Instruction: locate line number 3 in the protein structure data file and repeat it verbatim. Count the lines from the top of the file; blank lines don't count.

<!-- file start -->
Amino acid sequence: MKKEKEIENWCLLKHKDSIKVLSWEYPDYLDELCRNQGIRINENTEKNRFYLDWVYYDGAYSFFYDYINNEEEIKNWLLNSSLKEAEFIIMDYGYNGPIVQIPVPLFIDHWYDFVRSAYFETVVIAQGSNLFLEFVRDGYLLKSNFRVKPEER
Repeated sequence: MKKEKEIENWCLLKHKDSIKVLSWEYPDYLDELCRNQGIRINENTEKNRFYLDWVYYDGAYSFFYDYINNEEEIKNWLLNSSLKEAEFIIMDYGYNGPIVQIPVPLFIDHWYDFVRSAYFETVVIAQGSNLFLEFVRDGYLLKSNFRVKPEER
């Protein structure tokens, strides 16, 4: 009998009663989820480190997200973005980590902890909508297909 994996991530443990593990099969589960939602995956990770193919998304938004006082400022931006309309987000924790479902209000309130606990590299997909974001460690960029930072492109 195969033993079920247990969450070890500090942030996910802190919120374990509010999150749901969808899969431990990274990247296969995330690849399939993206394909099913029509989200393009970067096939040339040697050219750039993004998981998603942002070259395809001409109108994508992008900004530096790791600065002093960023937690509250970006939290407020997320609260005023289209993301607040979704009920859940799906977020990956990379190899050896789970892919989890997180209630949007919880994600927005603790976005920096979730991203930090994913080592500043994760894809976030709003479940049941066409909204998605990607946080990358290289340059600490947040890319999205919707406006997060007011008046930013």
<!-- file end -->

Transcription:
């Protein structure tokens, strides 16, 4: 009998009663989820480190997200973005980590902890909508297909 994996991530443990593990099969589960939602995956990770193919998304938004006082400022931006309309987000924790479902209000309130606990590299997909974001460690960029930072492109 195969033993079920247990969450070890500090942030996910802190919120374990509010999150749901969808899969431990990274990247296969995330690849399939993206394909099913029509989200393009970067096939040339040697050219750039993004998981998603942002070259395809001409109108994508992008900004530096790791600065002093960023937690509250970006939290407020997320609260005023289209993301607040979704009920859940799906977020990956990379190899050896789970892919989890997180209630949007919880994600927005603790976005920096979730991203930090994913080592500043994760894809976030709003479940049941066409909204998605990607946080990358290289340059600490947040890319999205919707406006997060007011008046930013």